The importance of proper patient positioning in the operating room cannot be understated. Proper positioning allows the patient to maintain proper circulation, it prevents patient
nerve damage, it provides adequate exposure to the operative site,
and it provides comfort to the patient. Two industry experts recently
weighed in on how best practices and the right products can ensure
patient and staff safety success with regards to positioning.
SP: What are the most important characteristics
of surgical tables and positioning accessories
that allow for both patients and staff to stay safe
before/during/after procedures in the OR?
Earl Cole, Vice President, Innovative Medical Products: Our product
development method always starts with the needs of the patient and the surgical team, how to provide accuracy for the surgeon; improve efficiency, increase
safety and save time for OR personnel; and benefit the overall patient surgical
experience by designing products for consistent patient stability. We get input
by listening to medical device manufacturers, surgeons, nurses, and
other parties directly involved in the latest advancements in orthopedic medicine. This constant research and dialogue enables us to produce the highest
quality positioning products on the market.
We followed this methodology, for instance, when integrating and
adapting our positioning devices to OR tables. We wanted to make it as
easy, time-saving, and safe as possible for OR personnel to attach our
positioners to most any operating table. Working with table manufacturers and practitioners, we were able to make updates and modifications
that ensured our positioners would be securely fixed to the table yet
could be quickly set up and disassembled, alleviating the stresses and
strains on OR staff.
With regards to our knee and hip positioners, we follow the same
development methodology to ensure the solutions we provide are responsive to user needs. From our experience, the best type of patient positioning accessory in joint replacement surgery is one that securely stabilizes
the patient without relying on an OR staff member. When the patient
is firmly stabilized by the positioning device itself, the surgeon benefits
because there’s less chance for patient movement and thus less chance for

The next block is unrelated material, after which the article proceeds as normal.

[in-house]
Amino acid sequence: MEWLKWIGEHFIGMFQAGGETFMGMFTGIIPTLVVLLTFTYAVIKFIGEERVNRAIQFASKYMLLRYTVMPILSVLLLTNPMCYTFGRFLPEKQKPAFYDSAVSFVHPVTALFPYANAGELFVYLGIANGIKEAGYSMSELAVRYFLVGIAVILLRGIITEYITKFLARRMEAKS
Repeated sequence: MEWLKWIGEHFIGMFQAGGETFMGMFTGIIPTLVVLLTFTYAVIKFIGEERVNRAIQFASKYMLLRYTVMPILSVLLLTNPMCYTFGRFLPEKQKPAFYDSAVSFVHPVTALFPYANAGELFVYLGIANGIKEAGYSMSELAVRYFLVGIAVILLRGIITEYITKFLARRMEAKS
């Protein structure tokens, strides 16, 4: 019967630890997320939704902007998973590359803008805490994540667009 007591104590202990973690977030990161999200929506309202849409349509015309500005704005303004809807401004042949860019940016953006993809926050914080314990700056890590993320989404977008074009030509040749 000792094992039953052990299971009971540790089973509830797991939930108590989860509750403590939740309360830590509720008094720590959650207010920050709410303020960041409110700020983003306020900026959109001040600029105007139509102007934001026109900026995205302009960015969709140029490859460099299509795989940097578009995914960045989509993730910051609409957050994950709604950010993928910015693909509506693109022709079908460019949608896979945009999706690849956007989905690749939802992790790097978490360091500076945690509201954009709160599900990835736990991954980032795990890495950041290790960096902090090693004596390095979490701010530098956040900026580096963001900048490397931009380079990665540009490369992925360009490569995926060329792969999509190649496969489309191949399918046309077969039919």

implant error, the OR staff benefits because physical stress and the chance
for a work-related injury is reduced, and the patient benefits because the
surgical outcome is significantly enhanced.
A patient positioning accessory that’s not dependent on human exer-
tion can also add value to OR efficiency, if not benefit the healthcare insti-
tution as whole, by freeing up an OR staff member for other tasks such as
holding retractors. We like to say that our positioners provide the surgical
team an “extra pair of hands.” In addition, our positioners can reduce
operating time because the patient doesn’t have to be constantly realigned
during knee surgery, for example. This is more likely to happen when an
OR staff member has to hold the patient’s leg throughout the entire surgi-
cal procedure increasing chances for patient movement. With our device,
the surgical site always will be clearly visible and consistently stable in the
right orientation, even with especially large patients.
With regard to a patient positioner’s interface with an operating table,
the key characteristics are ease-of-use and adaptability. Our hip and
knee positioners have been designed to be easily adaptable to most any
operating tables. This means our lightweight positioners can be securely
attached to the majority of OR tables, which is important for OR personnel. When OR staff can easily set up a positioner on an operating table
and remove it, this not only saves time but reduces stress on OR staff providing still another significant safety benefit.
SP: What are the most important things for OR
staff to be mindful of when moving or positioning a
patient for surgery?
Rochelle Froloff, R.N., Medical Sales Specialist, Medical Products Group,
Action Products Inc.: The most important thing is when OR staff are first
positioning a patient and the patient is going off the gurney, you need to have
enough staff to move that patient. That’s where injuries develop, even more
for the staff than anyone else. If you are going to be moving the patient, it’s
so important to have a person to receive the patient in addition to the person
who is starting the process. It’s not enough to have enough staff to move the
patient, they need to be able to (do so) properly. The same can be said for if
the patient needs to be turned. You have to be cognizant of anesthesia.
SP: Where do you feel the majority of hospitals
fall short in protecting themselves against these
issues? Do you feel it is right at the beginning of
the process with just not having enough staff on
Froloff: Yes. With hospitals being short-staffed around the country, they just
try to get by. That’s not the way to go. I think that’s the biggest factor.
SP: Can you assess where most hospitals are at
with being able to train employees when they come
to work at a particular facility and use different
Froloff: Every operating room should have a perioperative educator. Not
every facility realizes this, and that can be a significant problem because there